Book Review: Corey Doctorow’s ‘Maker’
A book every geek needs to read.
Doctorow’s latest book ‘Maker’ takes the reader on a three part theme park ride (CC): first, dangling the ultimate geek future in front of you in part one (a world of maker teams that spend their days being inspired and inventing the fantasies of their mind in a global geek movement); part two, a downward spiral into the trough of despair (a reality we are all too familiar with after the technology doesn’t deliver); and, finally into a third part where the penultimate question of big top down business vs the small bottom up innovation team is put to the test to see who ends up as victor. And of course, a short epilogue to bring the reader back to the tonic note that is life.
Postpartum, the reader is left with a better understanding that through Docotorow collective subconscious story is a world of geeks who have finally grown up and want a better more ethical world of thinking and invention. I feel more profound in my belief that there are more of you out there who want to make the world a better place by shear imagination, tinkering and play.
To my fellow geeks, you would do well to only read the first part of the book and leave the fantasy Doctorow so superbly paints to just that: by the end of part 1 you honestly believe the world could be a better place if only we were to embrace intellect and the true purist state of humankind’s ingenuity. However, crushing on the first part of the book only leaves you wanting more and so you continue to part two, but before that some quotes that still sing like a geek oracle to my heart and mind:
It’s like this: engineering is all about constraint. Given a span of foo feet and materials of tensile strength of bar, build a bridge that doesn’t go all fubared. Write a fun video-game for an eight-bit console that’ll fit in 32k. Build the fastest airplane, or the one with the largest carrying capacity… But these days, there’s not much traditional constraint. I’ve got the engineer’s most dangerous luxury: plenty. All the computational cycles I’ll ever need. Easy and rapid prototyping. Precision tools.
“They just make this stuff, do it, then make something else?” – “Exactly – no permanence except for the team, and they support each other, live and work together. You’d think that because they live and work together that they don’t have any balance, but it’s the opposite: they book off work at four or sometimes earlier, go to movies, go out and have fun, read books, play catch. It’s amazing, I’m never coming back…”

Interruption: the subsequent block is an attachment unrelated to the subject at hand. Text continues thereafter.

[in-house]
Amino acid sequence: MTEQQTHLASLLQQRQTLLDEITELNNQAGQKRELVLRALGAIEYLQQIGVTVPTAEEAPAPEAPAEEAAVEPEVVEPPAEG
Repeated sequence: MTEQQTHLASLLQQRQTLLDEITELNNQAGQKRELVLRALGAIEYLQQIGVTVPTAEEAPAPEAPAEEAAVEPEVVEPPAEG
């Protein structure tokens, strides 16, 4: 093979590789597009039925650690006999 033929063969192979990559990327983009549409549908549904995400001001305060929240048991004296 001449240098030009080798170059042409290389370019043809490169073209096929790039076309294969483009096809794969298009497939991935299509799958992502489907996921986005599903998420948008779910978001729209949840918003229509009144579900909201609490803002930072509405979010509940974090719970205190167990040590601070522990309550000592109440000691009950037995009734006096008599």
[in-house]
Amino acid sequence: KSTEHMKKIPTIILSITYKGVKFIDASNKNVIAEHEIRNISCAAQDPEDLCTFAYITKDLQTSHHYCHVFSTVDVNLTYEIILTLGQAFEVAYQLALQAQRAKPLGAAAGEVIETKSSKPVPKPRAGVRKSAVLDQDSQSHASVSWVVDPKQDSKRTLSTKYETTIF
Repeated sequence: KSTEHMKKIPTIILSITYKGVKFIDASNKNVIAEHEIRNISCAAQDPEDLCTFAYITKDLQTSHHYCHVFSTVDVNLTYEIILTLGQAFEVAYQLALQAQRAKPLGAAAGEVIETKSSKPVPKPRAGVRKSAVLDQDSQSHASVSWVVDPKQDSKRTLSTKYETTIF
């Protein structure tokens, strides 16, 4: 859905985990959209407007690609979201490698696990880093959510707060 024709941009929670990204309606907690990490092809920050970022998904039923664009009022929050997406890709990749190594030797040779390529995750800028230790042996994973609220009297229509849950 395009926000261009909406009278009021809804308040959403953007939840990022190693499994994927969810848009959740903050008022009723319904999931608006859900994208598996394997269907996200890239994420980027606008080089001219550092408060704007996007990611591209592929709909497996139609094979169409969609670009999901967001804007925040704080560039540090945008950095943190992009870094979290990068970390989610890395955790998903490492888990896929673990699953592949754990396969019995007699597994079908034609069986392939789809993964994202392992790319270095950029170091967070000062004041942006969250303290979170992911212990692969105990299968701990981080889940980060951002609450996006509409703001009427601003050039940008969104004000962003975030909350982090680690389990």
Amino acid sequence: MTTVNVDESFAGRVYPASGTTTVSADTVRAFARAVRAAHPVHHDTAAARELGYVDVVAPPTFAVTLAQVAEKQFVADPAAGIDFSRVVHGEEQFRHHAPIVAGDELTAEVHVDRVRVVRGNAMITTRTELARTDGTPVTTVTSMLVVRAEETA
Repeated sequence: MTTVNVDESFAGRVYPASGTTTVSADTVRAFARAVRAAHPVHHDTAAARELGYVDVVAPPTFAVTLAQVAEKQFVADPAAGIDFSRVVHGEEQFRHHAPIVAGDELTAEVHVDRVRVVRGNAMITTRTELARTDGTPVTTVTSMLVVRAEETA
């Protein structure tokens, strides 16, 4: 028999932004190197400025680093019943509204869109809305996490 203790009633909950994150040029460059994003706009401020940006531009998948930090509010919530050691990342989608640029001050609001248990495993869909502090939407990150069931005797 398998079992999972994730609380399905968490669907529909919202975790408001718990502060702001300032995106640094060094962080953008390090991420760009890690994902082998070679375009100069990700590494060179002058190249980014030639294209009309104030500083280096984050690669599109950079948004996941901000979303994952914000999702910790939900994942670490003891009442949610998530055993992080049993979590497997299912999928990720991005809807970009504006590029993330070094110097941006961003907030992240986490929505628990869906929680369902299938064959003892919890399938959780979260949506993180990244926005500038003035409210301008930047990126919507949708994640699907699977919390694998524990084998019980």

Part II sends you down the slope of dillusion and back into the muddy waters of reality, a well painted futuristic modernity but a real world none the less filled with the politics and complexity of humankind that does not need my re-quoting of passages for you all to understand.
As a bittersweet ending, Doctorow hands over part III which perhaps asks some of the most significant questions for technology that remain unanswered today: the un-trodden paths of how this thing call technology makes money (business models) and how the only thing left standing in our way of a better world is IPR.
It’s like an emergent property. Once you get a lot of people under one roof, the emergent property seems to be crap. No matter how great the people are, no matter how wonderful their individual ideas are, the net effect is shit. Remind me of reliability calculation. Like if you take two components that are 90 percent reliable and use them in a design, the outcome is 90 percent of 90 percent – 81 percent. Keep adding 90 percent reliable components and you’ll have something that explodes before you get it out of the factory. Maybe people are like that. If you’re 90 percent non-bogus and ten percent bogus, and you work with someone else who’s 90 percent non-bogus, you end up with a team that’s 81 percent non bogus…
Part III is a pleasure right up to the end, but I’ll leave that for you to find out as it is well worth getting to the end and beyond.
Doctorow does provide a subtle Epilogue to tie the whole thing together and remind us that no corporate strategy or vision statement will ever achieve what a couple of determined DIYers can do.
Not exactly – but there’s no way they’re going to be perfect, so we built in a bunch of stuff that would make it funnier when it happened. It is not officially a feature, not a bug.
As I said, a book every geek needs to read:
To note: this is the first book I read entirely on my Android Phone (using the Aldiko App), I found it very enjoyable to read as well as bookmark as I went (see above).
All passages above are licensed by Corey Doctorow with a Creative Commons license as is this blog. Long live the Creative Commons Massive!